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Icons

The icons field specifies one or more icon graphics which visually represent the application.

An icon may be used by a task switcher, in a notifications area, or in an application list on the device. The image below shows the icon for the townxelliot media player being used in the application list (left) and recent apps (right) contexts on Android:

Manifest icon used in "application list" and "recent apps" context on Android

The icons field is compatible with the icons field in the W3C manifest specification.

Note that this field has no effect when used in a manifest.json file loaded into an embedded Crosswalk on Android.

The field is a list of icon objects, each of which defines a URL for the icon as a minimum (via a src attribute). The icon's type attribute can be specified, describing the graphics format of the icon; and the optimal rendering sizes and screen pixel density for which the icon is intended can also be set.

As an example, here is a simple Crosswalk manifest which specifies three icons: one to be used when a 64x64 pixel icon is needed; one to be used when a 128x128 pixel icon is needed; and one to be used when a 128x128 pixel icon is needed and the screen pixel density is 2:

{
  "name": "simple_app",
  "icons": [
    {
      "src": "icon_small.png",
      "type": "image/png",
      "sizes": "64x64"
    },
    {
      "src": "icon_large.png",
      "type": "image/png",
      "sizes": "128x128"
    },
    {
      "src": "icon_large_hd.png",
      "type": "image/png",
      "sizes": "128x128",
      "density": "2"
    }
  ],
  "start_url": "index.html",
  "display": "fullscreen",
  "orientation": "landscape"
}

The properties for each object in the icons array are described below.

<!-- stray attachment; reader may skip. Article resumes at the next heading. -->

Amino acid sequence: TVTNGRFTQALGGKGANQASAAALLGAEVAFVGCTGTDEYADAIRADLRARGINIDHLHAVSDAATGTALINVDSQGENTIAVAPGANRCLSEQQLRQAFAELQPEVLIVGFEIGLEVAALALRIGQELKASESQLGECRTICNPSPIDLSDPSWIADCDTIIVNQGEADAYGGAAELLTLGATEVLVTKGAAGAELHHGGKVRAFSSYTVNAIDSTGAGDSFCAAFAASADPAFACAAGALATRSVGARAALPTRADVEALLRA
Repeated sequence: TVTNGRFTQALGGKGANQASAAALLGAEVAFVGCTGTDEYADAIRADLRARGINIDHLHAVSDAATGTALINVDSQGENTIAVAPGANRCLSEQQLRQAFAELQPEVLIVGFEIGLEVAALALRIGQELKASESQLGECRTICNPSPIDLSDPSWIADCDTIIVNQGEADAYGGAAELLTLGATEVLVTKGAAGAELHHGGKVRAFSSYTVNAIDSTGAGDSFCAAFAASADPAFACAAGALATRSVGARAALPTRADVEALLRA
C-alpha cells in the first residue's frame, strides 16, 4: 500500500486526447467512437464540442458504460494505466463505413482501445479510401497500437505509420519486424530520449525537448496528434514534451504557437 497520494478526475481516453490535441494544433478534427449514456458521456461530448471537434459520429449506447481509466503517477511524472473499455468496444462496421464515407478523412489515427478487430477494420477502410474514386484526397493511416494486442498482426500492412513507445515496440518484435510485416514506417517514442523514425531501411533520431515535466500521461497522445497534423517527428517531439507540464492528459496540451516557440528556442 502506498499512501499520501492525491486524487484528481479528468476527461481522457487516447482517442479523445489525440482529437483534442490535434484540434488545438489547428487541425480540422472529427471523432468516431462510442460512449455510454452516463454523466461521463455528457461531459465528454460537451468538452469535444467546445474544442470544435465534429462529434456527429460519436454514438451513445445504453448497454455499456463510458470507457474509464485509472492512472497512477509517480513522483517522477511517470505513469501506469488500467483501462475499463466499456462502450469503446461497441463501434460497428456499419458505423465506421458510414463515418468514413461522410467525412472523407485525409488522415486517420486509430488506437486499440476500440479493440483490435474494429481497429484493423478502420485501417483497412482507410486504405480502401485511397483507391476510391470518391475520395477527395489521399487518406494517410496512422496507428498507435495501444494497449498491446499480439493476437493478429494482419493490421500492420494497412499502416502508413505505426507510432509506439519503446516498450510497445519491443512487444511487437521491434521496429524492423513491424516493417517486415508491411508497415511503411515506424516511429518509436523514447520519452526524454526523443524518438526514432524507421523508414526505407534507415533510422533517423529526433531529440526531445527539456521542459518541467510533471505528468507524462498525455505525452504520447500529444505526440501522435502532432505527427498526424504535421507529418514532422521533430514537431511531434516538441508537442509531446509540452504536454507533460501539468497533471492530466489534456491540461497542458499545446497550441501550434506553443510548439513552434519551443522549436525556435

src

The path to the icon file, relative to the manifest.

type

The MIME type of the icon.

sizes

The icon sizes for which this image is suitable, as space-separated <width>x<height> substrings. For example:

  • "sizes": "128x128": this image is suitable for use as a 128x128 pixel icon.
  • "sizes": "128x128 256x256": this image is suitable for use as a 128x128 or 256x256 pixel icon.

Note that the value for the sizes property is not the intrinsic size of the image (i.e. the pixel size stored in the image file): it is the set of icon sizes for which this image file is suitable. This means it is possible to have an image file with an intrinsic size smaller or larger than the icon it will serve as.

For example, an image file may be 128x128 pixels in size; but the manifest may state that this image can be used for 128x128 or 256x256 pixel icons. When used as a 256x256 pixel icon, the image file will be scaled up (2x) to fit the required icon size (which may result in some degradation in its appearance).

density

The density property specifies which screen densities an icon should be used for. Coupled with the sizes property, it makes it possible to adjust which image file is delivered for a particular icon size at a given screen density.

If you are unfamiliar with the concept of screen density, see the screen measurements page.